Getting Health Care Right

I like this article because it opens up the discussion of what to do after Obamacare is repealed.  Thinking ahead puts everyone in the right frame of mind to actually get Obamacare repealed.

Another great article form the Heritage Foundation:

Americans want health care reform—but not the reforms put in place under the Patient Protection and Affordable Health Care Act (PPACA). The new law moves America’s health care system in the wrong direction, transferring vast powers to Washington bureaucrats who will control the dollars and decisions that should be in the hands of individual patients and their families. It is no surprise that most Americans continue to oppose the new law and that clear majorities want it repealed. A recent Rasmussen poll, for example, found that 53 percent of likely voters favor repeal…

Getting Health Care Reform Back on Track

There are many policy options Congress should consider, after repeal of PPACA, to begin moving the system in the right direction and put the country on the right path toward market-based health care change that gives people better choices and allows them to take account of the price and value of health care. For example, Congress should:

  • Provide individual tax relief for all persons purchasing private health insurance, regardless of where they work;
  • Eliminate barriers to individuals purchasing health care coverage that best suits their personal needs across state lines;
  • Allow employers to convert their health care compensation from a defined benefit package to a defined contribution system;
  • Promote new group purchasing arrangements based on individual membership organizations and various associations, including union, fraternal, ethnic, and religiously based groups;
  • Improve consumer-directed health options (such as health savings accounts, health reimbursement arrangements, and flexible spending accounts) that encourage greater transparency and consumer control over health care decisions;
  • Extend rational pre-existing condition protections in the non-group health insurance markets for those with continuous creditable coverage, thus rewarding responsible persons who buy and maintain coverage;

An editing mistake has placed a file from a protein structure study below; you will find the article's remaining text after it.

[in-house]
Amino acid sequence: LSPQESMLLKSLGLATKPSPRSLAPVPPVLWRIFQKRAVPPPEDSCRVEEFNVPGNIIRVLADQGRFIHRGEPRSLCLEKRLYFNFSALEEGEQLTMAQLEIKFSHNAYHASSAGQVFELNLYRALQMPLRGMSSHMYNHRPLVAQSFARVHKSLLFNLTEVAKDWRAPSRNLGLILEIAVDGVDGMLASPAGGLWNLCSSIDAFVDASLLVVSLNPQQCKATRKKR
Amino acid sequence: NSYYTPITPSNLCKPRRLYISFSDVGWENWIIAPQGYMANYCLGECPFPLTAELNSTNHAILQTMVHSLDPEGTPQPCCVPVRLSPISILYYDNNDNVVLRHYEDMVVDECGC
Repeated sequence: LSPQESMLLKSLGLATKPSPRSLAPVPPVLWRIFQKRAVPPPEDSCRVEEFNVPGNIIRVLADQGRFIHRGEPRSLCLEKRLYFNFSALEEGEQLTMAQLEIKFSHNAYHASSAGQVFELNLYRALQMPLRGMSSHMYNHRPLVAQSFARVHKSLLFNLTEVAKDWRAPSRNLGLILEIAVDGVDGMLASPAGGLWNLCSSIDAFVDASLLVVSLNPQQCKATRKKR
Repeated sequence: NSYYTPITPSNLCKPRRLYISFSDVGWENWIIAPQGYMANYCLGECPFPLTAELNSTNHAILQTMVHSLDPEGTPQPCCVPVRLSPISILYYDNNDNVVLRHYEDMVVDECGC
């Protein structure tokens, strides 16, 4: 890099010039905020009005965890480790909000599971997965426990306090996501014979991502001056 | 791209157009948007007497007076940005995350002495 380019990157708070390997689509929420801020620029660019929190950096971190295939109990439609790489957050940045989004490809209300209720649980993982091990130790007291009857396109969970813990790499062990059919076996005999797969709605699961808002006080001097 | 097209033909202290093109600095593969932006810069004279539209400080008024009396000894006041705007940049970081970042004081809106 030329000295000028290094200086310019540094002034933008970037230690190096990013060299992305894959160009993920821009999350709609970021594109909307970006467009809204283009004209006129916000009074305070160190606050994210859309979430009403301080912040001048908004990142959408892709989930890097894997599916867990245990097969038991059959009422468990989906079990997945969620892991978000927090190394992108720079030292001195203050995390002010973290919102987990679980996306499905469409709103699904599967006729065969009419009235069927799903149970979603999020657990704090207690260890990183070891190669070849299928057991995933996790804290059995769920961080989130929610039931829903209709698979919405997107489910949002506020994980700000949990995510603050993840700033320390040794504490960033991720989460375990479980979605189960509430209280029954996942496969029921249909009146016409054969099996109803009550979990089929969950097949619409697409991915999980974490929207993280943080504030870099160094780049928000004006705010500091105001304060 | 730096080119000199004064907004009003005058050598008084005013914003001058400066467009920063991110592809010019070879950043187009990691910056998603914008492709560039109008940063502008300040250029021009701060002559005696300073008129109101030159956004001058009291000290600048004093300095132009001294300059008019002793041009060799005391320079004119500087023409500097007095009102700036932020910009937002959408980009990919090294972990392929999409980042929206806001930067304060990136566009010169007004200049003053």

• Set up a fair competitive bidding process to determine government payment in traditional Medicare fee-for-service and Medicare Advantage programs;
  • Review Medicare rules and regulations and eliminate those that unduly burden doctors and patients, such as the restriction preventing doctors and patients to contract privately for medical services outside of the traditional Medicare program;
  • Encourage the states to set up mechanisms such as high-risk pools and risk transfer models that help lessen the problems of individuals who are difficult to insure;
  • Expand states’ ability to develop consumer-based reforms that enable states to customize solutions for their citizens;
  • Strengthen premium assistance in Medicaid to enable young families to obtain private health insurance coverage;
  • Improve patient-centered health care models for those on Medicaid;
  • Increase federal and state efforts to combat fraud and abuse in Medicaid, including tightening eligibility loopholes in Medicaid for long-term-care services;
  • Encourage personal savings and the development of a robust private insurance market for long-term-care needs;
  • Make the ban on taxpayer-funded abortion permanent and government-wide and extend a similar permanent policy to ensure protection of the right of conscience among medical providers and personnel; and
  • Stop new tax increases and promote tax cuts that would expand private insurance coverage and grow the economy.


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